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Haas

The Haas rocket series, named after Austrian-Romanian medieval rocket pioneer Conrad Haas (1509-1579), ranges from a small orbital launcher able to put 40kg of payload to LEO, up to a heavy launcher able to put 60 tons of payload to LEO. The Haas rocket can be used as a stand alone SSTO rocket or in combination with the Launch Assist System that significantly increases the rocket's payload capability. The rocket has one stage that is fueled by hydrogen peroxide and kerosene. The payload will be placed in orbit together with a kick stage for further orbit corrections.

The Haas 2CA is the development base for the whole Haas rocket series.


 

 
Haas 2CA
Haas Mini
LAS 25R
Haas 3

Haas 3
LAS 500R

Super Haas
Super Haas
LAS 7000R
             
Payload to LEO (kg)
100
40
500
3,000
8,000
60,000
Cost/launch ($)
1,400,000
800,000
2,000,000
3,600,000
8,000,000
30,000,000
Cost/kg ($)
14,000
20,000
4,000
1,200
1,000
500

 

For more technical details, check the Launch Assist System White Paper.

 

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Cutting Edge Space Technology

The Haas 2CA rocket has an exceptional mass ratio of 29, with this number increasing for Haas 3 and Super Haas. This is made possible using composite materials and dense propellants. The Executor, a linear aerospike engine, is the most advanced rocket engine currently under development for orbital launchers. Because of its ability to auto adapt to the altitude pressure drop, it promises optimum performance at virtually all flight levels, allowing the use of up to 30% less fuel at low altitudes than any other rocket engine. This engine aims to keep construction costs low, without sacrificing the high performance. The thrust vectoring control is achieved by throttling the 16 combustion chambers (in the case of Haas 2CA), changing the individual chamber mixture ratio. This eliminates the heavy and complex gimbaling system for the engine. The whole vehicle is built from composite materials that offer low construction costs and very low weight.

 
 

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Orbital Flight Redefined

When the Haas 2CA rocket launches, it will be the first rocket in history to place itself entirely into orbit. This opens new frontiers for exploration of the Solar System as the rocket can be refueled in-orbit and re-utilize its aerospike engine, thus eliminating the need for additional upper stages. This rocket is extremely simple and, therefore, affordable to construct and operate. After the full qualification, the vehicle could be operated from inland spaceports as there are no stages that fall to the ground at burnout. It's intended to be the most responsive orbital launcher ever created, being able to reach orbit in less than 24 hours from the moment of launch decision. Working in conjunction with the Launch Assist System, the rocket will boost it's payload capabilities up to six times.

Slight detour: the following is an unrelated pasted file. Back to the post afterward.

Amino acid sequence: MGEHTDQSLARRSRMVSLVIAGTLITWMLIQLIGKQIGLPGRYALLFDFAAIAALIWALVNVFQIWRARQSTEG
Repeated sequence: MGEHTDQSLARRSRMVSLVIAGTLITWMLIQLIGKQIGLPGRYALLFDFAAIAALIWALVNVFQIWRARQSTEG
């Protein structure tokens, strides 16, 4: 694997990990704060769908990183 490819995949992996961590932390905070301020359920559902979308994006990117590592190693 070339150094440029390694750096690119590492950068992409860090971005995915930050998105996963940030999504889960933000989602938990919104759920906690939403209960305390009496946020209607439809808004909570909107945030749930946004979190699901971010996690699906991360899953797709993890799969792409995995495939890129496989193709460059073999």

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Program Development

The Haas 2C SSTO project started in 2012, financed by private companies, being equipped with a liquid oxygen and kerosene turbopump fed system and with a “classic” bell-shape nozzle. The team encountered problems with the very low throttling ability of the liquid oxygen and kerosene combination with the turbopump-fed engine. At the US location we decided to incorporate new technologies, like the pressure-fed, multi-chamber, linear aerospike engine, and the use of the hydrogen peroxide and kerosene combination into the Haas 2CA SSTO. This allowed us to create an engine with a high throttleable range and an overall more cost-effective and efficient vehicle.

Since the successful development of the Launch Assist System, ARCA is committed to build an orbital launcher as clean as possible. For the first orbital flight, the Haas 2CA rocket weighting more than 16 tons at launch, will use the LAS 25R as first stage, reducing it’s polluting propellant mass from 16 to only 4 tons.

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The Haas 2CA Mini, that works in conjunction with LAS 25R, for payloads of 40kg to LEO.

Haas 2CA Mini + LAS 25R will serve also as a technology demonstrator for Haas 3 + LAS 500R and at a later date for Haas Heavy + LAS 7000R, although we aim to make this vehicle a viable candidate on the small satellites market.

The first flight of Haas 2CA Mini + LAS 25R should be expected for 2021, when we should also expect the start of commercial services for small payloads of 100kg to LEO.
The development of Haas 3 + LAS 500R with capabilities of 3000kg to LEO should start in 2022 with the first flight expected in 2024, followed by the launch of commercial services in 2024.
The start of construction of Haas Heavy + LAS 7000 should be expected in 2025 with the LAS 7000 VTOL flights performed in the same year and the complete vehicle first flight in 2027.

 

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Technology

IAR-111
HAAS 2B
ARCABOARD


Programs

HELEN
STABILO
DEMONSTRATOR 2B
EXOMARS

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